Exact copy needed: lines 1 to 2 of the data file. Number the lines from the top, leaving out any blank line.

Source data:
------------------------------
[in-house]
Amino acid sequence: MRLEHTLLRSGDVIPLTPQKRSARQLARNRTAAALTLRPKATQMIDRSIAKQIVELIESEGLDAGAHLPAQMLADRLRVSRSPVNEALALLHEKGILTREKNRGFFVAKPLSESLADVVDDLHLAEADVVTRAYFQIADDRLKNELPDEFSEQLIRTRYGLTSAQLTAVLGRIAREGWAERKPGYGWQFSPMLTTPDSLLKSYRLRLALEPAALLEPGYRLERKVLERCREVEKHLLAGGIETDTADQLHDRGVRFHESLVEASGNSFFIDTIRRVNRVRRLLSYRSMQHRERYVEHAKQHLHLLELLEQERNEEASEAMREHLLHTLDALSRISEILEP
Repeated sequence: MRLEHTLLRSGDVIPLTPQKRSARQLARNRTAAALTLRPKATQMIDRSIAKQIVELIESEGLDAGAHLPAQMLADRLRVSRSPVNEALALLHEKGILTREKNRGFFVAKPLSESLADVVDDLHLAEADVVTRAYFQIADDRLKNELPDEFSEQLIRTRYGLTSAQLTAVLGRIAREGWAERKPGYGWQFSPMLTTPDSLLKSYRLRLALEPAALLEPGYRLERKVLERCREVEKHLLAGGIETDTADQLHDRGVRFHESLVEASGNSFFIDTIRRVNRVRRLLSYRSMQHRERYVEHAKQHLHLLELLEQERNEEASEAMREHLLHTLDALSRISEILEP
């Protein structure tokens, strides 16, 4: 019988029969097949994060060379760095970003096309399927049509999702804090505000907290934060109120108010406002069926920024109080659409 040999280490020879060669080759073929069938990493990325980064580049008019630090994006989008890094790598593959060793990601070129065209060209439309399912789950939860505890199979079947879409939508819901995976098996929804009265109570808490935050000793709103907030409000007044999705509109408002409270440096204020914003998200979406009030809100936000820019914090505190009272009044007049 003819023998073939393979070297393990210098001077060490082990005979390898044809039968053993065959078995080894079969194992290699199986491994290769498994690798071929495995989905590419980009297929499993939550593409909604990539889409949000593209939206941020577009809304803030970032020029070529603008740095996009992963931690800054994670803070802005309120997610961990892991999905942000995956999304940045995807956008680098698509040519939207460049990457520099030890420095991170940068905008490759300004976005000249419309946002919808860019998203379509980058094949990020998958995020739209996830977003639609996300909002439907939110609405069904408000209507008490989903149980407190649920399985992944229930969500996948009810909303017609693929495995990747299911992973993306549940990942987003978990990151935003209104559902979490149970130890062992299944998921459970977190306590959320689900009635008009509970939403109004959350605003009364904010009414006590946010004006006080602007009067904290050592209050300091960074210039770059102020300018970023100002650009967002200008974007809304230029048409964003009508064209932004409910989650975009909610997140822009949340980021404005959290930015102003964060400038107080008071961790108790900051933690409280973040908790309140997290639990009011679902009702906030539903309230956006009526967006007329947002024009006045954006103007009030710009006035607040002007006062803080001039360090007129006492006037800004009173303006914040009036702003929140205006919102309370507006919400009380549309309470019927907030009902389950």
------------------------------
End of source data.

[in-house]
Amino acid sequence: MRLEHTLLRSGDVIPLTPQKRSARQLARNRTAAALTLRPKATQMIDRSIAKQIVELIESEGLDAGAHLPAQMLADRLRVSRSPVNEALALLHEKGILTREKNRGFFVAKPLSESLADVVDDLHLAEADVVTRAYFQIADDRLKNELPDEFSEQLIRTRYGLTSAQLTAVLGRIAREGWAERKPGYGWQFSPMLTTPDSLLKSYRLRLALEPAALLEPGYRLERKVLERCREVEKHLLAGGIETDTADQLHDRGVRFHESLVEASGNSFFIDTIRRVNRVRRLLSYRSMQHRERYVEHAKQHLHLLELLEQERNEEASEAMREHLLHTLDALSRISEILEP